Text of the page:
The patient was then transferred directly to the operating room (OR) in hemodynamically stable condition. She was sedated and intubated and laparoscopic surgery was initiated. A 2mm perforation was visualized in the prepyloric gastric antrum. The defect was repaired and an omental patch was placed. Operative time was less than 20 minutes. After the operative repair but while still in the OR, the patient became hemodynamically unstable with systolic blood pressure measuring 40mmHg. IV vasopressors were initiated and the patient was transferred to the ICU on a ventilator. She remained hemodynamically unstable 12 hours postoperatively despite resuscitative measures and maximal vasopressor support.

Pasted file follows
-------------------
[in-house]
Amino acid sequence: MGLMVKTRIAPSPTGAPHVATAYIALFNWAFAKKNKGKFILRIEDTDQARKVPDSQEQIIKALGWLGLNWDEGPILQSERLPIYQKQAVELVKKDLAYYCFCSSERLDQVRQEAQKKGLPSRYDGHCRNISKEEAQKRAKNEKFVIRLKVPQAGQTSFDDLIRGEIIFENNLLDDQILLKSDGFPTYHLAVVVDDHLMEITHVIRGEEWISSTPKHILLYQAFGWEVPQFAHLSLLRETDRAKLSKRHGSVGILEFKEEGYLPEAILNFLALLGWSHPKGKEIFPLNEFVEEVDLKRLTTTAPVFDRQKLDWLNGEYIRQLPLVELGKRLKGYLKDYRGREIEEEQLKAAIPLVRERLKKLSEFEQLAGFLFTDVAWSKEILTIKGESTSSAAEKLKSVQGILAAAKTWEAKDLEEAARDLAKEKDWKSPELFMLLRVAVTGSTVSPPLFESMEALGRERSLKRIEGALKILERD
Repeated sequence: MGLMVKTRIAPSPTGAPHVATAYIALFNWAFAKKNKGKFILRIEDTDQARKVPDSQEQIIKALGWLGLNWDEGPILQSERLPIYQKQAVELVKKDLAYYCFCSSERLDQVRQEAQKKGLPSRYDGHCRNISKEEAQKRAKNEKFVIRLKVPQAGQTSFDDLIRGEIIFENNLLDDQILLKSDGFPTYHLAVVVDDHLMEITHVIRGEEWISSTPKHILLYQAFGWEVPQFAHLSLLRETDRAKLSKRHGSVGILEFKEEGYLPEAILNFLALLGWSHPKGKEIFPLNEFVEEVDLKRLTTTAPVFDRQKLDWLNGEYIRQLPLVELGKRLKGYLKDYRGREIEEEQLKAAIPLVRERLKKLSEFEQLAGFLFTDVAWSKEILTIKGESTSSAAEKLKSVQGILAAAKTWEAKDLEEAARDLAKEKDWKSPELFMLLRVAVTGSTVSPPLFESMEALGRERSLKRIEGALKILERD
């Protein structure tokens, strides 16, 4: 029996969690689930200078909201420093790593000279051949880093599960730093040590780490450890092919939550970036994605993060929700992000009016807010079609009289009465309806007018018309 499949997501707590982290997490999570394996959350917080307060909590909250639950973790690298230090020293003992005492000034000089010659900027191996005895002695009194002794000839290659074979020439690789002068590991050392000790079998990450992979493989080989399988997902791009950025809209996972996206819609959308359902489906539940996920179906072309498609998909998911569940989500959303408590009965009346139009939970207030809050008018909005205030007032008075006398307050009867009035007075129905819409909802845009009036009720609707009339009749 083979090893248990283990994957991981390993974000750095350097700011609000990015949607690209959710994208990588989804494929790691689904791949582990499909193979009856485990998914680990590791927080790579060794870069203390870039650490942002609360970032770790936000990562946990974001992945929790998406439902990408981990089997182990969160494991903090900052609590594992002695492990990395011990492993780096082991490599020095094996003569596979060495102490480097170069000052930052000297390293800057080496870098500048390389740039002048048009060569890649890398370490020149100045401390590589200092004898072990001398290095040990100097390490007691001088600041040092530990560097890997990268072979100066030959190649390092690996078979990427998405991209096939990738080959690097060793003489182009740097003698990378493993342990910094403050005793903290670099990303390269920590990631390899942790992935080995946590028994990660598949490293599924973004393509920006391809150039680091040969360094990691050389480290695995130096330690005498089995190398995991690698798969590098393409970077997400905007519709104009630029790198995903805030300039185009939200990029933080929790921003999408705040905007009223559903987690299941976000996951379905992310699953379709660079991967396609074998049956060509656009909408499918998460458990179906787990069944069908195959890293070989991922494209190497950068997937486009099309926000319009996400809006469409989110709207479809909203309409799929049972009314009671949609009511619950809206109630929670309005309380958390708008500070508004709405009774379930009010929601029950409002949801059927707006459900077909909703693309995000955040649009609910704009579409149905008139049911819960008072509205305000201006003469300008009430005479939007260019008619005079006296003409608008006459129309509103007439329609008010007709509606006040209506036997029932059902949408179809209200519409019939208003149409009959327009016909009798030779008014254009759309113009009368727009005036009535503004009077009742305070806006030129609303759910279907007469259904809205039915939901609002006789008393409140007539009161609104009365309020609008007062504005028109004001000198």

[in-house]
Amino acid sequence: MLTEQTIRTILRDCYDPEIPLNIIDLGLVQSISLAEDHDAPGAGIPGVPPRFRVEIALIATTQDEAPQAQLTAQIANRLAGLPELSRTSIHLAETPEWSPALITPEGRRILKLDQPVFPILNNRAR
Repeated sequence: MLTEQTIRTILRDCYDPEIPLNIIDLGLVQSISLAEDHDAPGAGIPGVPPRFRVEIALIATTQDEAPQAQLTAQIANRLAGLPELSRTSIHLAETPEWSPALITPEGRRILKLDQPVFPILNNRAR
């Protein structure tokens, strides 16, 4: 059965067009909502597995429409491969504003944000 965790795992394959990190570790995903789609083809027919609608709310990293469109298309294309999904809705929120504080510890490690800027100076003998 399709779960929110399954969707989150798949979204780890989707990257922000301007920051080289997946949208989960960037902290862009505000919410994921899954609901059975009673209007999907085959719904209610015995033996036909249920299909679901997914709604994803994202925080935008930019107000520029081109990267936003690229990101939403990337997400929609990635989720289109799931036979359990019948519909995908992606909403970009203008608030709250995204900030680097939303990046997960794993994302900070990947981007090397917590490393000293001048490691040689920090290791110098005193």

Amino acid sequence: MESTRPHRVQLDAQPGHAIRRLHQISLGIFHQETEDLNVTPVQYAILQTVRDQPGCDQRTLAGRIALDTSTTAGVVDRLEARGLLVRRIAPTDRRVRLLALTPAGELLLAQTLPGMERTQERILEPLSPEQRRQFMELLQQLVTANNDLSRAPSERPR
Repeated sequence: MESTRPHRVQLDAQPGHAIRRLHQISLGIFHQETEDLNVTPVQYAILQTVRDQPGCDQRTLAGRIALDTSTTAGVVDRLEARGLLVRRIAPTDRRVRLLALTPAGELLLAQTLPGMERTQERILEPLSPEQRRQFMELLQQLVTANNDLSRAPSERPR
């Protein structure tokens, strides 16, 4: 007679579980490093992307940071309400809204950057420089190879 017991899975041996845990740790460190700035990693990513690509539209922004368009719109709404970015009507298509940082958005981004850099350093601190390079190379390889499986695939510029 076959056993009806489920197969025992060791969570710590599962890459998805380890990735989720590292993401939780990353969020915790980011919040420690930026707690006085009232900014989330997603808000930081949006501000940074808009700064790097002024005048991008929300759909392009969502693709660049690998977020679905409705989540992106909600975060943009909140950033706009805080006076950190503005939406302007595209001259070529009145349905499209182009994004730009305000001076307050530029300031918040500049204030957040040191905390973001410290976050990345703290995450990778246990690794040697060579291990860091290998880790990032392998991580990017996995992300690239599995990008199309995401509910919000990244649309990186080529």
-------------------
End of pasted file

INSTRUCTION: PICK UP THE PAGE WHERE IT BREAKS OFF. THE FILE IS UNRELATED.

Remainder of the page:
A repeat ECG was obtained, which again showed ST-segment elevation (Image 4). The patient was then taken for a second cardiac catheterization, which revealed a total occlusion of the right coronary artery due to early subacute stent thrombosis. The thrombus was partially evacuated but could not be completely removed. An additional BMS was inserted and the patient was transferred to the intensive coronary care unit where she continued to be hemodynamically unstable. The patient subsequently passed away an hour later.